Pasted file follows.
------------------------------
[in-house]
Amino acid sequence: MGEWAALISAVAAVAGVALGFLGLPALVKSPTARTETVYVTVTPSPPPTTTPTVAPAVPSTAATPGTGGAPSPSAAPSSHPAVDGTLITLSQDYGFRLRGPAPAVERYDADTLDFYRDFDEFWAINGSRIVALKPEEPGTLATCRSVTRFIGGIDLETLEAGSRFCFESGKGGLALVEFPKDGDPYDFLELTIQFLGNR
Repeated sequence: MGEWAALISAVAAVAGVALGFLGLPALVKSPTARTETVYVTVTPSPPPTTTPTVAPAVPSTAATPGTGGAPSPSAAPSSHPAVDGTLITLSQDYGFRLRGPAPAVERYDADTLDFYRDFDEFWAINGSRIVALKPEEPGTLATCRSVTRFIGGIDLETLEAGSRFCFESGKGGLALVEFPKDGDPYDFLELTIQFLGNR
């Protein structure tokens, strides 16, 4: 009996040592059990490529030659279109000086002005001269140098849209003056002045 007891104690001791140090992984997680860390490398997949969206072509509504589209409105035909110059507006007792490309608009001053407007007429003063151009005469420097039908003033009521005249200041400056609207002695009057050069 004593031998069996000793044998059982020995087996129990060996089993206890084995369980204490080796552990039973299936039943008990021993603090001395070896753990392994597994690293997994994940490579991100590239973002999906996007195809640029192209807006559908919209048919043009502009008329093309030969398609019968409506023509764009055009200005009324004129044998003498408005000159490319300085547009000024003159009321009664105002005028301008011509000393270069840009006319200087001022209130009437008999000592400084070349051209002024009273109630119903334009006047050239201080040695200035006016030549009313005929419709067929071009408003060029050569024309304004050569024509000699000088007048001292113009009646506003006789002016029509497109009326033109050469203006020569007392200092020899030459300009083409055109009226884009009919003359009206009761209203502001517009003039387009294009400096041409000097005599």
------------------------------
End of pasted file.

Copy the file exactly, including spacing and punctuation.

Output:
[in-house]
Amino acid sequence: MGEWAALISAVAAVAGVALGFLGLPALVKSPTARTETVYVTVTPSPPPTTTPTVAPAVPSTAATPGTGGAPSPSAAPSSHPAVDGTLITLSQDYGFRLRGPAPAVERYDADTLDFYRDFDEFWAINGSRIVALKPEEPGTLATCRSVTRFIGGIDLETLEAGSRFCFESGKGGLALVEFPKDGDPYDFLELTIQFLGNR
Repeated sequence: MGEWAALISAVAAVAGVALGFLGLPALVKSPTARTETVYVTVTPSPPPTTTPTVAPAVPSTAATPGTGGAPSPSAAPSSHPAVDGTLITLSQDYGFRLRGPAPAVERYDADTLDFYRDFDEFWAINGSRIVALKPEEPGTLATCRSVTRFIGGIDLETLEAGSRFCFESGKGGLALVEFPKDGDPYDFLELTIQFLGNR
């Protein structure tokens, strides 16, 4: 009996040592059990490529030659279109000086002005001269140098849209003056002045 007891104690001791140090992984997680860390490398997949969206072509509504589209409105035909110059507006007792490309608009001053407007007429003063151009005469420097039908003033009521005249200041400056609207002695009057050069 004593031998069996000793044998059982020995087996129990060996089993206890084995369980204490080796552990039973299936039943008990021993603090001395070896753990392994597994690293997994994940490579991100590239973002999906996007195809640029192209807006559908919209048919043009502009008329093309030969398609019968409506023509764009055009200005009324004129044998003498408005000159490319300085547009000024003159009321009664105002005028301008011509000393270069840009006319200087001022209130009437008999000592400084070349051209002024009273109630119903334009006047050239201080040695200035006016030549009313005929419709067929071009408003060029050569024309304004050569024509000699000088007048001292113009009646506003006789002016029509497109009326033109050469203006020569007392200092020899030459300009083409055109009226884009009919003359009206009761209203502001517009003039387009294009400096041409000097005599």